• Yogurt is a time-tested beauty aid. That is because the lactic acid in it lightens blemishes and hydrates skin beautifully. Mix yogurt with olive oil and a little turmeric powder, and apply on skin. Wash off with warm water after a few minutes, and watch the fresh, dewy glow on your face!"

Yogurt is commonly used in Middle Eastern cooking. I often use it as a substitute for sour cream (in salad dressings or baked potato, for instance.) All kinds of yogurt these days--from Greek to flavored to non-fat, etc. To each his or her own, of course. But I highly recommend sticking to organic, because of where dairy is on the food chain. You're getting quite a bit of pesticide saturation in non-organic dairy products because of where dairy is on the food chain. Definitely worth the extra price for organic. 

So here's an interesting Middle-Eastern inspired recipe using our dear old favorite--that would be tofu, and yogurt. 

3/4 cup plain yogurt
1 teaspoon minced fresh garlic
1/2 teaspoon ground cumin
1 tablespoon whole coriander seed, crushed
2 teaspoons mild curry powder
1 1/2 teaspoons salt
1/2 teaspoon pepper
1 -2 tablespoon olive oil
4 pieces tofu, fillets, about 6 ounces each
chopped mint (to garnish)

In a small bowl, stir together the yogurt, garlic and cumin. In a separate bowl combine the coriander seeds, curry, salt and pepper.
In a very large nonstick skillet or sauté pan, heat the oil over medium-high heat. Meanwhile, dip the tofu into the yogurt mixture to lightly coat each side, then sprinkle each side with the curry mixture, dividing the seasoning evenly among all the tofu.
Immediately place tofu in the hot pan and cook until just done, about 2½ minutes on each side. Serve with a light sprinkling of chopped mint.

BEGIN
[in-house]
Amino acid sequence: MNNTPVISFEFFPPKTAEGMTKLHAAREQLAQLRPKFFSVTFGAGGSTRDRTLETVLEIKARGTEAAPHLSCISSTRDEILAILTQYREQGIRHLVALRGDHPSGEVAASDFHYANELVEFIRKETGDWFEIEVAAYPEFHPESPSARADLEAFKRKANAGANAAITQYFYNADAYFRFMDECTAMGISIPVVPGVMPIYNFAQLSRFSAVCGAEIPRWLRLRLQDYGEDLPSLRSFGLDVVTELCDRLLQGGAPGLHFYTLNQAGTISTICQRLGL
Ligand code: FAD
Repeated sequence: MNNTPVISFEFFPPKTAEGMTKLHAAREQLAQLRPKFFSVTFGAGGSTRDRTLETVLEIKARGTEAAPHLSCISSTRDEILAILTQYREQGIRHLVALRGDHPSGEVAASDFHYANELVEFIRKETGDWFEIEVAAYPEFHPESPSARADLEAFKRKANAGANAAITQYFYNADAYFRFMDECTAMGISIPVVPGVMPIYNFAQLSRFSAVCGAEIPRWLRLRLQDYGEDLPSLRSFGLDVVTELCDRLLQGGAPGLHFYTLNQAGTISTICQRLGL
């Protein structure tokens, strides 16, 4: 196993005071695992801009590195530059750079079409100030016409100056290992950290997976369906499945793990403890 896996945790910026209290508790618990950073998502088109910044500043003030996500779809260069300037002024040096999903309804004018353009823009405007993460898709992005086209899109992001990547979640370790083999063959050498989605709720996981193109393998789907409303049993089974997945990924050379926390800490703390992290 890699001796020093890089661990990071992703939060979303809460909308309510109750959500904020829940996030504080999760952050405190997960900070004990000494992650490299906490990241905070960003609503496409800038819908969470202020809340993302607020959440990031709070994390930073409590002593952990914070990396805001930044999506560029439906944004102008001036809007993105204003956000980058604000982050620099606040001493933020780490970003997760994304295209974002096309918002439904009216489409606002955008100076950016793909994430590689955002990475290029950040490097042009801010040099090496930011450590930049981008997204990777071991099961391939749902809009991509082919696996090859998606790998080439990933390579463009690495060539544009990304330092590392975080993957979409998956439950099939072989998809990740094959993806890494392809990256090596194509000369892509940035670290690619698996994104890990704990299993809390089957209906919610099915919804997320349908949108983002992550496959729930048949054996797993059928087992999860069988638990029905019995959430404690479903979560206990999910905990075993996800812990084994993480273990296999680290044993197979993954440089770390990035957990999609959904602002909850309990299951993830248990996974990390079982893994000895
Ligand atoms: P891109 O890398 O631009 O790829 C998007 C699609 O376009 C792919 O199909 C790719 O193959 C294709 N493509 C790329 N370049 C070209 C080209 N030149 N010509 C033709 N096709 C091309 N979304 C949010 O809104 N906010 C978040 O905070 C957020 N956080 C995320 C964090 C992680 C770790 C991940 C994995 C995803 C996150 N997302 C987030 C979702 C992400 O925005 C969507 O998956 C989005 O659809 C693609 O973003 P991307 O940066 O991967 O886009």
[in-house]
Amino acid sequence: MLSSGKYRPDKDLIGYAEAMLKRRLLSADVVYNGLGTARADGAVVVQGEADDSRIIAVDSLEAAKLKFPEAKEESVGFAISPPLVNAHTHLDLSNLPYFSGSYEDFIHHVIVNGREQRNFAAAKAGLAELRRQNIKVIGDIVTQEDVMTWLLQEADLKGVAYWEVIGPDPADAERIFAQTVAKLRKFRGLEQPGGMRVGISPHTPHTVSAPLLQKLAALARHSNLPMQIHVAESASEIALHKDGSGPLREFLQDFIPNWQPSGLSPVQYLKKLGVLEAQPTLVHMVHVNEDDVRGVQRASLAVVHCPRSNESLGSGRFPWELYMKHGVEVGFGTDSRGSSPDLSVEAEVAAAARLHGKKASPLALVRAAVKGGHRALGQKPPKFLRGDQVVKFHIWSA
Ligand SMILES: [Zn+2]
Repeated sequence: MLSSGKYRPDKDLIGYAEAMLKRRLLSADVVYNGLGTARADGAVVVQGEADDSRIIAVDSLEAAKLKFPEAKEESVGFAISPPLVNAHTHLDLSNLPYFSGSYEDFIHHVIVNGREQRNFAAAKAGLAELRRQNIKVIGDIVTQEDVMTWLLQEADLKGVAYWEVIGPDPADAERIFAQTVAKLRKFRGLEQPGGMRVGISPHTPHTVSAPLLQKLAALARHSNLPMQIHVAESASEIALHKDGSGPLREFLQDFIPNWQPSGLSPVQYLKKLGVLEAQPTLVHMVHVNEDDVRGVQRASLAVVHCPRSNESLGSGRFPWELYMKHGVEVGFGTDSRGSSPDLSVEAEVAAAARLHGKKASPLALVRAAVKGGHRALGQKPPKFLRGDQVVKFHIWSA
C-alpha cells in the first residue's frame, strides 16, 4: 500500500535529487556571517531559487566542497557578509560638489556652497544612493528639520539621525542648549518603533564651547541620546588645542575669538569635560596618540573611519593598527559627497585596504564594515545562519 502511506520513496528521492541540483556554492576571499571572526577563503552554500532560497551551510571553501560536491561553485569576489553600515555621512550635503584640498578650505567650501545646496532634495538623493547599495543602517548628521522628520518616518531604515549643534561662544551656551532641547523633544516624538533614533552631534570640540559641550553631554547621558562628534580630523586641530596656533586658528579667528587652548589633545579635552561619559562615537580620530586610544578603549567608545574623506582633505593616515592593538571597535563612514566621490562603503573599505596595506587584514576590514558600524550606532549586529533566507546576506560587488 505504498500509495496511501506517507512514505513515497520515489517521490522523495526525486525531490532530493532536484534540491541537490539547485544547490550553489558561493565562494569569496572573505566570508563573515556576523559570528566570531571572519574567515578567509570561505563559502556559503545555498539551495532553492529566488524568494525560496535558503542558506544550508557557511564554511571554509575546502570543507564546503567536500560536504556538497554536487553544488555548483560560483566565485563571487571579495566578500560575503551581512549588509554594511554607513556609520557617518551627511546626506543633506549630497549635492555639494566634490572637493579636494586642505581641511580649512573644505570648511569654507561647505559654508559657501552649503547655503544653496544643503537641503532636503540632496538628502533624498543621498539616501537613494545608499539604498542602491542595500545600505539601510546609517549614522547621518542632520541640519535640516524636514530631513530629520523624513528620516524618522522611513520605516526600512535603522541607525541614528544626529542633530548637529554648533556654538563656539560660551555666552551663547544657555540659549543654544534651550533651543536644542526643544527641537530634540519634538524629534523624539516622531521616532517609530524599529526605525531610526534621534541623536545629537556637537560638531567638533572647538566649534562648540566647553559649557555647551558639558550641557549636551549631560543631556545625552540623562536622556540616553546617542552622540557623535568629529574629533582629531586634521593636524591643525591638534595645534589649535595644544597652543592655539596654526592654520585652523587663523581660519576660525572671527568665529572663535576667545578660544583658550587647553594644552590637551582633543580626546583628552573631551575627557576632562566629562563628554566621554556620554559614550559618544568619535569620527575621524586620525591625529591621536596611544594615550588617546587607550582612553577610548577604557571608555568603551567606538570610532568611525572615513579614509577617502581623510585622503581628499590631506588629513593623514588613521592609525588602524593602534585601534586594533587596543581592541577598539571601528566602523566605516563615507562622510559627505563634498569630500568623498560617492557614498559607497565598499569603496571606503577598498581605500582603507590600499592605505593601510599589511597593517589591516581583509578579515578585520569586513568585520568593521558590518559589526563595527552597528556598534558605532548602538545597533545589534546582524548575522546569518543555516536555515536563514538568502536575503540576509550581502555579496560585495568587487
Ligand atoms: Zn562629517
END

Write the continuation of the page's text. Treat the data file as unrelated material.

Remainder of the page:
Monday, February 11, 2013

Tofanana Bread

by Francine

photo via
'Yes, we have no tofannas,' (lyrics from a ridiculously old, classic, amusing and charmingly ridiculous song by Frank Silver and Irving Cohn) but we sure got bananas and we sure got tofu. When I spotted this recipe, I got interested. I love banana bread and the texture of tofu seems like an obvious blend in this concoction--although I had never thought of it on my own.

We all know bananas are loaded with potassium (although not as loaded as an equal portion of potatoes--remember?). Nevertheless, bananas are indeed loaded with the good stuff. And there's more good nutrition news as well. Think vitamin C (one banana provides you with 15% of your daily requirement), B6 (what the body uses to grow new cells)--just one banana gives you 35% of your daily requirement. Also think manganese, necessary for bone health, along with fiber, some iron, magnesium, calcium and phosphorus (more on this below)as well as vitamins A and E, folate (also known as folic acid or B12, plays an important part in the production of red blood cells), carotene (antioxidant) and choline (integral to brain and liver health and also in the reduction of inflammation). Now here's a total surprise--bananas even contain amino acids (used in every cell of our bodies to build the proteins we need to survive), albeit trace amounts. And also keep in mind that bananas are incredibly easy to digest (ripe ones, that is). That's why they are one of the very first solid foods we give to our babies.

Now, getting back to phosphorus--this is a biggie, and if you don't eat meat or dairy, primary sources of phosphorus, you'll be especially interested in bananas. Check this out from Medline Plus: